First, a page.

Keywords: ground motion, response, rotational effects, translational effects

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704 Single Feed Circularly Polarized Poly Fractal Antenna for Wireless Applications

Authors: V. V. Reddy, N. V. Sarma


A circularly polarized fractal boundary microstrip antenna is presented. The sides of a square patch along x-axis, y-axis are replaced with Minkowski and Koch curves correspondingly. By using the fractal curves as edges, asymmetry in the structure is created to excite two orthogonal modes for circular polarization (CP) operation. The indentation factors of the fractal curves are optimized for pure CP. The simulated results of the novel poly fractal antenna are demonstrated.

Keywords: fractal, circular polarization, Minkowski, Koch

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703 Arabic Character Recognition Using Regression Curves with the Expectation Maximization Algorithm

Authors: Abdullah A. AlShaher


In this paper, we demonstrate how regression curves can be used to recognize 2D non-rigid handwritten shapes. Each shape is represented by a set of non-overlapping uniformly distributed landmarks. The underlying models utilize 2nd order of polynomials to model shapes within a training set. To estimate the regression models, we need to extract the required coefficients which describe the variations for a set of shape class. Hence, a least square method is used to estimate such modes. We then proceed by training these coefficients using the apparatus Expectation Maximization algorithm. Recognition is carried out by finding the least error landmarks displacement with respect to the model curves. Handwritten isolated Arabic characters are used to evaluate our approach.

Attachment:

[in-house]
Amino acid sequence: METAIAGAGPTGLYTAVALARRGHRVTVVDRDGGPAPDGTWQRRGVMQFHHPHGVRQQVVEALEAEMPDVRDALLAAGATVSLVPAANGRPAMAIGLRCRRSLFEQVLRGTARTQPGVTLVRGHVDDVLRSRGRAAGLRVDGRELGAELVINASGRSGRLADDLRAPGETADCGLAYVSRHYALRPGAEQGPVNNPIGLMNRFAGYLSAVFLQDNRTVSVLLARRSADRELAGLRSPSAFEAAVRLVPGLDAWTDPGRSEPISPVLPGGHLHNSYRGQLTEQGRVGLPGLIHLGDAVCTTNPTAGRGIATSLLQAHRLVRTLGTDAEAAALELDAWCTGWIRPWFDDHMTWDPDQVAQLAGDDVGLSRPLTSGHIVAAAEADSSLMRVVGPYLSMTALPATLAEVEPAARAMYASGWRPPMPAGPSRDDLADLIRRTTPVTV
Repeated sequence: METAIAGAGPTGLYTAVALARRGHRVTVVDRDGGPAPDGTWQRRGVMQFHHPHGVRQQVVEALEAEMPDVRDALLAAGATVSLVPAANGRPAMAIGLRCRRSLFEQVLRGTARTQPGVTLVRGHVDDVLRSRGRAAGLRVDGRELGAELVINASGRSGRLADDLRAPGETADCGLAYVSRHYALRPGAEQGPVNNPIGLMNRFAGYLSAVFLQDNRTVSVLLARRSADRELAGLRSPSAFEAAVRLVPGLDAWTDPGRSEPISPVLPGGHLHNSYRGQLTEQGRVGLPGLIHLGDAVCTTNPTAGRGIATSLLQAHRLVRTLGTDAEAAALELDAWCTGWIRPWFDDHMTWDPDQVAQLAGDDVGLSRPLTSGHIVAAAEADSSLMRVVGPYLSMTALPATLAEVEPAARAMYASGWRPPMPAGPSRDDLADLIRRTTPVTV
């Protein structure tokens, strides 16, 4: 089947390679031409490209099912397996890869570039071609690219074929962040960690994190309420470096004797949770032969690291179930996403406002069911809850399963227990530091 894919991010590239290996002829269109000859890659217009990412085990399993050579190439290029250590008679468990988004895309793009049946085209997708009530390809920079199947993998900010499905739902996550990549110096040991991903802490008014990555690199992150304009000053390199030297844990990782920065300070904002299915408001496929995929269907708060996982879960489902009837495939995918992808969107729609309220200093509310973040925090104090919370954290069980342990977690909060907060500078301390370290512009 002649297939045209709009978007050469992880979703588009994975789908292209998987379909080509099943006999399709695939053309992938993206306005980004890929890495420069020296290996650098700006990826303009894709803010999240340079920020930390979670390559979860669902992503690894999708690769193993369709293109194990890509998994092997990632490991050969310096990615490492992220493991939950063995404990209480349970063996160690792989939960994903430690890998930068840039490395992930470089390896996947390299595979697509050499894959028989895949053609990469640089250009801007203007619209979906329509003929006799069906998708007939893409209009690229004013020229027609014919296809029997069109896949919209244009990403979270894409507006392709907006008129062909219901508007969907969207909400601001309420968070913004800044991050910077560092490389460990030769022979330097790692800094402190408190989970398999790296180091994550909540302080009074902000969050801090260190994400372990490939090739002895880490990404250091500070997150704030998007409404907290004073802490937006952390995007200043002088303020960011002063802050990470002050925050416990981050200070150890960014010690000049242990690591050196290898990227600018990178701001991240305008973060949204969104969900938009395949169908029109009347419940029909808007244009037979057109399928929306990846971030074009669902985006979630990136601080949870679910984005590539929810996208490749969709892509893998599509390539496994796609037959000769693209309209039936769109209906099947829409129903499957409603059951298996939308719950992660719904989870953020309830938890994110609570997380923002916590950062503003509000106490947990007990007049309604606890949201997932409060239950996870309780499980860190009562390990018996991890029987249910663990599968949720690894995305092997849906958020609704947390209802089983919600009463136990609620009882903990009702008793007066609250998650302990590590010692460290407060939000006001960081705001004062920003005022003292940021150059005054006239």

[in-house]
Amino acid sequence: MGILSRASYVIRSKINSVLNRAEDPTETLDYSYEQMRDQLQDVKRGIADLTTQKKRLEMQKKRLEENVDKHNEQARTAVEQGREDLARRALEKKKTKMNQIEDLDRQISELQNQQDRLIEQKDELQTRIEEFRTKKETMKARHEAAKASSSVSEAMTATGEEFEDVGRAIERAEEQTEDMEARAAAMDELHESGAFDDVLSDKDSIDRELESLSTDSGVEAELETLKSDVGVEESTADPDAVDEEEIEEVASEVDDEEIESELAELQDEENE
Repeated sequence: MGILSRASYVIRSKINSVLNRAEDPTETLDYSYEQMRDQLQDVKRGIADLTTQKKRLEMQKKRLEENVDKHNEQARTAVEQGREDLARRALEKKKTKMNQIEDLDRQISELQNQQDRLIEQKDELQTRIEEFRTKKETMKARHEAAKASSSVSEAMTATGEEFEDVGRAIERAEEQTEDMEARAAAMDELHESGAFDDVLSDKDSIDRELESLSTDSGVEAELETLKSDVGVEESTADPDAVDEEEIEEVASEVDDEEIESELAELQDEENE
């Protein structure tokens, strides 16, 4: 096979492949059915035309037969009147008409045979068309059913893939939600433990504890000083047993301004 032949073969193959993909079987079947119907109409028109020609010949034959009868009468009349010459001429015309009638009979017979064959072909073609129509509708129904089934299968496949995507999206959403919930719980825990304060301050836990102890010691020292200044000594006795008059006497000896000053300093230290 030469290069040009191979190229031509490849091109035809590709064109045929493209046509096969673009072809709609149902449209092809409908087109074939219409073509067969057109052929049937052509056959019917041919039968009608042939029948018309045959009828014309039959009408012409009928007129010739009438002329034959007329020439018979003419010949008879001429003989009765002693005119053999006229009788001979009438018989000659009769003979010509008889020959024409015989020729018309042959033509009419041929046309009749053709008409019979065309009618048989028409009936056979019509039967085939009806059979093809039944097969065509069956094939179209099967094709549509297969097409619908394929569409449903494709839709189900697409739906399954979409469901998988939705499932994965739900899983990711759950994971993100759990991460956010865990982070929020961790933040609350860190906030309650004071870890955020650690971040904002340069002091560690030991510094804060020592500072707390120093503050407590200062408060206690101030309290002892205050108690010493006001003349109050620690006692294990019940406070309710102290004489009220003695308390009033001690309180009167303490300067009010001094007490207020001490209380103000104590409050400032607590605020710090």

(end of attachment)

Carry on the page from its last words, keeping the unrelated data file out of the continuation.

Keywords: character recognition, regression curves, handwritten Arabic letters, expectation maximization algorithm

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702 An Improved Lower Bound for Minimal-Area Convex Cover for Closed Unit Curves

Authors: S. Som-Am, B. Grechuk